Research Interests

of the Sailor Group at UC San Diego

Our research focuses on silicon nanotechnology, with emphasis on drug delivery materials, in vivo and in vitro imaging with magnetic and photoluminescent nanoparticles, photonic crystals, nanophase silicon-based anode materials, remote chemical sensing, biosensing, catalysis, and thermoelectric materials. Our group is expert in the chemistry, electrochemistry, and optical properties of silicon-based nanomaterial systems. The major research themes are given below.

Porous Silicon Nanoparticles for Delivery of Biologics

We are developing approaches to deliver protein and nucleic acid-based therapeutics for treatment of infectious diseases, diseases of the retina, and cancer. We developed a new chemistry to load oligonucleotides and other negatively charged payloads into porous Si nanoparticles, based on precipitation of endogenous silicate with calcium or magnesium ions (Adv. Mater. 2016, 28, 7962). This achieved the highest mass loading of nucleic acid for any nanoparticle system to date, and it is the enabling feature of the porous Si nanoparticle systems we have been developing for treatment of cancer, inflammatory diseases, and infections. This included the first example of siRNA used to reprogram the immune system's macrophages to cure a lethal bacterial infection (Nat. Commun. 2018, 9, 1969). This work has also made a commercial impact as inventions related to these porous Si particles are being translated to the clinic).

Non-Toxic, Biocompatible Silicon “Quantum Dots” as Imaging Agents

We demonstrated the first in vivo use of luminescent porous Si as an imaging agent (Nature Mater. 2009, 8, 331). Our most highly cited paper to date (> 1700 citations), in 2012 it was highlighted by the editors of Nature Materials as one of the “Landmark Papers” published by the Journal in the previous 10 years. We provided the first example of time-gated imaging in live animals using porous Si nanoparticles (Nat. Commun. 2013, 4, 2326), where we showed that interference from tissue autofluorescence and other competing fluorophores can be reduced by more than 100-fold. This work has played a major role in the current explosion of interest in silicon quantum dots as in vitro and in vivo probes. Our work here is enabled by various aqueous-based surface oxidation chemistries being developed to generate highly emissive, but biodegradable Si-SiO2 core-shell nanomaterials (ACS Nano 2015, 9, 6233).

Microparticles of Porous Silicon

Since their discovery in 1992 (Science 1992, 255, 66), particles made from porous silicon have been of interest to a wide range of research disciplines. We deploy micron-scale photonic crystals of porous Si (so-called “Smart Dust” Proc. Nat. Acad. Sci. 2003, 100, 10607), in applications such as environmental and remote sensing. The fundamental electrochemistry involved in anodization of silicon allows the generation of complex nanostructures. The substantial impact of the work includes commercial development of the “spectral barcodes” concept as non-toxic tags for pharmaceuticals and durable goods (TruTags, inc).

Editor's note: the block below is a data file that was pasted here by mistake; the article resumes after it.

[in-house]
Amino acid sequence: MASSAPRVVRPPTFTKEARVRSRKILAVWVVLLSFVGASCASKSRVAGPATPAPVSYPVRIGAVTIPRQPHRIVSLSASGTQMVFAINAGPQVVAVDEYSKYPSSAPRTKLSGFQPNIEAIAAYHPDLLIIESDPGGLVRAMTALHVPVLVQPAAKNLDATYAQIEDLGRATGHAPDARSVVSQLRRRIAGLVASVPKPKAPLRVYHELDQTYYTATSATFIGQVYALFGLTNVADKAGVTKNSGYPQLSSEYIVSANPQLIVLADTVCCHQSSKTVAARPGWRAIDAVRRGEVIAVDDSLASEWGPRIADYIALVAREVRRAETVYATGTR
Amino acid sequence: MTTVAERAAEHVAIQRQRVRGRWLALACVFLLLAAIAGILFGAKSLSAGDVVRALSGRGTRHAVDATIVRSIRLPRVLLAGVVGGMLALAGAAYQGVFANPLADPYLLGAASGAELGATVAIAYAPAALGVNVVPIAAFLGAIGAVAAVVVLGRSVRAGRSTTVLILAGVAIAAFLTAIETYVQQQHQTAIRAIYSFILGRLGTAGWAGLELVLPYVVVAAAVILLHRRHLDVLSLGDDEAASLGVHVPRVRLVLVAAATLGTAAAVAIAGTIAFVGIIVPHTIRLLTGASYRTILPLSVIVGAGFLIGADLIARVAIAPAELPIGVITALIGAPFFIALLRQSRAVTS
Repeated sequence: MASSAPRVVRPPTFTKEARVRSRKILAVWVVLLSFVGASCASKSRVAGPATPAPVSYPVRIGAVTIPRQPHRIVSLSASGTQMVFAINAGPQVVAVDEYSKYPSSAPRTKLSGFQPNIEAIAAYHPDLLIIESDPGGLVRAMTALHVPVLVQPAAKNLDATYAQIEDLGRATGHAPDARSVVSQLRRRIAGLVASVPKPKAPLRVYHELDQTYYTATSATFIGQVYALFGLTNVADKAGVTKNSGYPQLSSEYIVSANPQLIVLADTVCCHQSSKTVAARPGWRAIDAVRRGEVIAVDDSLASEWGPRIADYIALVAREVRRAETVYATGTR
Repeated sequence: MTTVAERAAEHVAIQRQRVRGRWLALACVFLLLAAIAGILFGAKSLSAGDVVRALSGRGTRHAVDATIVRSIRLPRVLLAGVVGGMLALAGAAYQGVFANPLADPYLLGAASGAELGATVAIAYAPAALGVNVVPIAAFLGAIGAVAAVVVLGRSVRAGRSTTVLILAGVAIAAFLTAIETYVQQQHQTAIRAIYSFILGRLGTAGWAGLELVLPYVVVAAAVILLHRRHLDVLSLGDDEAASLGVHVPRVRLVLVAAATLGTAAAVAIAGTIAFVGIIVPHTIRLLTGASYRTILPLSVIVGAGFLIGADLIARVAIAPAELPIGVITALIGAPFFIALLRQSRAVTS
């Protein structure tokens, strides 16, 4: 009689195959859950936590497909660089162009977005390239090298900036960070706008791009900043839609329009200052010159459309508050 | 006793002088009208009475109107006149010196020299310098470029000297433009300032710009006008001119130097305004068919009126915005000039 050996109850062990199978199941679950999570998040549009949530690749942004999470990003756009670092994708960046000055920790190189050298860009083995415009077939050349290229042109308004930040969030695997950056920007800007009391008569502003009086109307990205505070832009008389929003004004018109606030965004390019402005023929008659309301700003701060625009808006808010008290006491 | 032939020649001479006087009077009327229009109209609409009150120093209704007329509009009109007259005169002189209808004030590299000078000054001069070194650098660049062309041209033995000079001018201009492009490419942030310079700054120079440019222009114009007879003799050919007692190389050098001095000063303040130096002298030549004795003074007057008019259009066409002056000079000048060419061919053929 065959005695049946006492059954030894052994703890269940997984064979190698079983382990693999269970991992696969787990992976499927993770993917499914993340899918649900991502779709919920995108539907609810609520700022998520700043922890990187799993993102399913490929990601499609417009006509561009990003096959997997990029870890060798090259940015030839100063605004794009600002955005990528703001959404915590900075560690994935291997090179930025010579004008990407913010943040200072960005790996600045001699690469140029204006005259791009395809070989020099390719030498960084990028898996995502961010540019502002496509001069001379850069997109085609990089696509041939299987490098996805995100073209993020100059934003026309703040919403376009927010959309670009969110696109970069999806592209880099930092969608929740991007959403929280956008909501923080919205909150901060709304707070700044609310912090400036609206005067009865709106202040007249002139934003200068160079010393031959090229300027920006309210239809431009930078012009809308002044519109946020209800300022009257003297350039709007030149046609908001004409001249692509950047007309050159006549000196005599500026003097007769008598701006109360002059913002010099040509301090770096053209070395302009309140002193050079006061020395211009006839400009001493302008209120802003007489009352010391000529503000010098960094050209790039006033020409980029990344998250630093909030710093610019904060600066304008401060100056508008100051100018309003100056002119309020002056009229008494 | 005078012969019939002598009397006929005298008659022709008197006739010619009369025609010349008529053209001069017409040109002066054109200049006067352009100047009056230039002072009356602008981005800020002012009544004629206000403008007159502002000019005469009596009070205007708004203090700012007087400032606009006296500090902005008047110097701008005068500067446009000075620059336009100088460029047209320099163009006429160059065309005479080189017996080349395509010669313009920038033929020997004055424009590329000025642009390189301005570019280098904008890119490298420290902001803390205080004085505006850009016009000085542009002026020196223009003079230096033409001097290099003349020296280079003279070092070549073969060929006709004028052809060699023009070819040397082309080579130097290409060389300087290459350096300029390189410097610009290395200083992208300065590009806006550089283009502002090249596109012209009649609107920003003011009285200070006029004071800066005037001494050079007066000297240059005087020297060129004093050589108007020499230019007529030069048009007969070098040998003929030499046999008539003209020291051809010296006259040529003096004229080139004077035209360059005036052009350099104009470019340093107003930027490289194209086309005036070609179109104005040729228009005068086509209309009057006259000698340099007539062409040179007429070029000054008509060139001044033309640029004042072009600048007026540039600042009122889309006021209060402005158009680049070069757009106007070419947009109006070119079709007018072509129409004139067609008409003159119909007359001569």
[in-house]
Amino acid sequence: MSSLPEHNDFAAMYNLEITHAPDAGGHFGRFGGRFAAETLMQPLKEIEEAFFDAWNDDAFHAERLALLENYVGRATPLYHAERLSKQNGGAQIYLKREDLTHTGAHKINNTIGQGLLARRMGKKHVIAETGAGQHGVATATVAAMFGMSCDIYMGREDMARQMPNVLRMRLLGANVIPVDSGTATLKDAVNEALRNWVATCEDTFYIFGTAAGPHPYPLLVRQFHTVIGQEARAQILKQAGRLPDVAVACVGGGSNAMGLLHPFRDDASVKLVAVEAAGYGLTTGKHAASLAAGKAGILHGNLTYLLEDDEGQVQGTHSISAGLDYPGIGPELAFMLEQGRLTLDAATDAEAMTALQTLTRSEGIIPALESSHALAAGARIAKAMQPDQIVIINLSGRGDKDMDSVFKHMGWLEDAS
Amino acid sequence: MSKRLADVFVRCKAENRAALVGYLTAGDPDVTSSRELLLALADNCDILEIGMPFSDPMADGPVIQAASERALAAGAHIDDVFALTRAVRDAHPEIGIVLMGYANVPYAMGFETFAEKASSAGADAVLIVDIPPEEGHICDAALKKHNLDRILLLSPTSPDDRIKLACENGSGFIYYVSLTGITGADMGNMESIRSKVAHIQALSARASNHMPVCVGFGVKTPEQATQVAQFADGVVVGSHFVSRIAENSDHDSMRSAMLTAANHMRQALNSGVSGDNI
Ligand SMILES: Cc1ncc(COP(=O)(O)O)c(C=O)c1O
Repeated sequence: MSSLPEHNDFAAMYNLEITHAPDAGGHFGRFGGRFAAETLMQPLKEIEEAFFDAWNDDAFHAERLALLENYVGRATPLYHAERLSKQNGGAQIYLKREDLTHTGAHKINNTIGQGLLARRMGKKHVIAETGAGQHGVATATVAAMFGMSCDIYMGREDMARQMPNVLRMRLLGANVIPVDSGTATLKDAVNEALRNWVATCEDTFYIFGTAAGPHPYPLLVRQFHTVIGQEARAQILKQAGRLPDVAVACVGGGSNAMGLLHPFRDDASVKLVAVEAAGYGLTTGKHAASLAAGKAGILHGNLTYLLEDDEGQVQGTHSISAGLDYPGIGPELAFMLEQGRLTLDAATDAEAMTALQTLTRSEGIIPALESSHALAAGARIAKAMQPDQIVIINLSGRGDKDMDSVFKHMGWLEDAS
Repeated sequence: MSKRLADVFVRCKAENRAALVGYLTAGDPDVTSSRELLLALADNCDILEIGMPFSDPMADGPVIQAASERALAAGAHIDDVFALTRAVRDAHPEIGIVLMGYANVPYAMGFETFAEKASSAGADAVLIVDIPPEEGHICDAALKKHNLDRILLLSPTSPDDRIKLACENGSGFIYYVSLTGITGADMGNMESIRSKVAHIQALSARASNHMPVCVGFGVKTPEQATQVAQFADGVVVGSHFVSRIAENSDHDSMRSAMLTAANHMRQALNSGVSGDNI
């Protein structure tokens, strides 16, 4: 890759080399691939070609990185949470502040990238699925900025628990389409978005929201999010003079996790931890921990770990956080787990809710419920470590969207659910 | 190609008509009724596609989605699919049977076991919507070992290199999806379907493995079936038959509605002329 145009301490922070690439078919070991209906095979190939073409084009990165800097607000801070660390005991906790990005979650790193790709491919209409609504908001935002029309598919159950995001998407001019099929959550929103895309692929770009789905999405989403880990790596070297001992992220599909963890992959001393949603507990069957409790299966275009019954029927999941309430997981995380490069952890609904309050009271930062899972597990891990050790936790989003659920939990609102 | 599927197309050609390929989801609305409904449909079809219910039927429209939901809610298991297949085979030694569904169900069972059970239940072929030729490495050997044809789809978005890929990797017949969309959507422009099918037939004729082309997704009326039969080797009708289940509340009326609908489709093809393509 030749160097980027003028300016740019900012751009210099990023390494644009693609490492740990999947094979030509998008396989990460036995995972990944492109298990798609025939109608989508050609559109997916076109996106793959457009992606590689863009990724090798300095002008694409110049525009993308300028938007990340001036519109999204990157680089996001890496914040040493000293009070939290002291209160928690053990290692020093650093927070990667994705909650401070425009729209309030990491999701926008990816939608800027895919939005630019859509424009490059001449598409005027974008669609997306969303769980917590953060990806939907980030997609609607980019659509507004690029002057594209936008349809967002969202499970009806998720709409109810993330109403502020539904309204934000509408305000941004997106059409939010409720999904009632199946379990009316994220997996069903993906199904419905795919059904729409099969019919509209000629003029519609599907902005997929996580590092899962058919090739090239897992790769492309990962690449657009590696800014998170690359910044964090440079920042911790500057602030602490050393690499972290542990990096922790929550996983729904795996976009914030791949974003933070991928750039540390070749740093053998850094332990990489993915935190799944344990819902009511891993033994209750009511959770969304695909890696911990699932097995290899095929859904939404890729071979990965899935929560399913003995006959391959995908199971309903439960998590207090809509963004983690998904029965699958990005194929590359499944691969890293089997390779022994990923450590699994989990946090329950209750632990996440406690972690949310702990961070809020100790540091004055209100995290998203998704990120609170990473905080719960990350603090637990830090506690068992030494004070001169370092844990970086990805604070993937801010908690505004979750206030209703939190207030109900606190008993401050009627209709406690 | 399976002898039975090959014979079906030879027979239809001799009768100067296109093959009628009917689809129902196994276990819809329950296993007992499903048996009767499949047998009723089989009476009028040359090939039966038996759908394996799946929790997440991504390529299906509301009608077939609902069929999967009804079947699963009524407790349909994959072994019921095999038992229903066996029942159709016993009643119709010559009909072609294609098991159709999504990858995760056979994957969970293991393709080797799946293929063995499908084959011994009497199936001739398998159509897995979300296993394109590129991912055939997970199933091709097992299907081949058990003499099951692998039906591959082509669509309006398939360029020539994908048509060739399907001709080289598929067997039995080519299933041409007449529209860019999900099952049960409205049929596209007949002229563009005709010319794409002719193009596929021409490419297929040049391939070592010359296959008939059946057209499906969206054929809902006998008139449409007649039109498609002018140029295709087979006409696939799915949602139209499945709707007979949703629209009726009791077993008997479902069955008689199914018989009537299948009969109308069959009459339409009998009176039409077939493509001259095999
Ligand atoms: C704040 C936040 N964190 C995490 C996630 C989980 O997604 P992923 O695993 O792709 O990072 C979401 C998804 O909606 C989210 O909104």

Chemical Sensors and Biosensors using Porous Silicon Optical Films

Our group provided the first demonstrations of chemical and biological sensing using optical interferometry from porous silicon (J. Electrochem. Soc. 1993, 140, 3492; Science 1997, 278, 840). Our current biosensing strategies use the RIFTS (Reflective Interferometric Fourier Transform Spectroscopy) method (J. Am. Chem. Soc. 2006, 128, 4250), which has been widely adopted in the chemical and biochemical sensing communities, and SLIM (Spectroscopic Liquid Infiltration Method), commonly used to quantify thickness and porosity of porous optical films (Adv. Funct. Mater. 2007, 17, 1153).

Surface Chemistry of Silicon Nanomaterials

In collaboration with Barry Arkles and his team at Gelest, our group demonstrated the first catalyst-free dehydrocoupling reaction to modify porous Si surfaces (Angew. Chem. 2016, 128, 6533), which has been very useful in stabilizing chemical sensors based on the material because it proceeds at substantially lower temperatures and is less susceptible to water impurities than the more commonly employed hydrosilylation reaction. We also provided the first example of the use of heterocyclic silanes as simple, rapid, and one-pot reagents to modify silicon surfaces--we are developing these reagents as an alternative to the ubiquitous tri- or mono-alkoxysilane coupling reagents currently used to modify hydroxy-terminated surfaces (J. Am. Chem. Soc. 2016, 138, 15106).

Summer School for Silicon Nanotechnology (SSSiN)

All trainees in the Sailor Group begin with the SSSiN, an immersive six-week workshop on the preparation, characterization, and applications of porous silicon-based nanomaterials. This provides the basic training of incoming graduate students, undergraduates, visiting scholars, and high school students.

Although the scope of our work at the University is limited to basic research into the fundamental properties of materials, many of the concepts developed in our labs have been translated to products and processes in the commercial world. Any commercial products and processes that emerge from our fundamental discoveries are outside the course and scope of our University-related employment; however, we actively encourage transition of technologies to the commercial sector with the assistance of UCSD’s Office of Innovation and Commercialization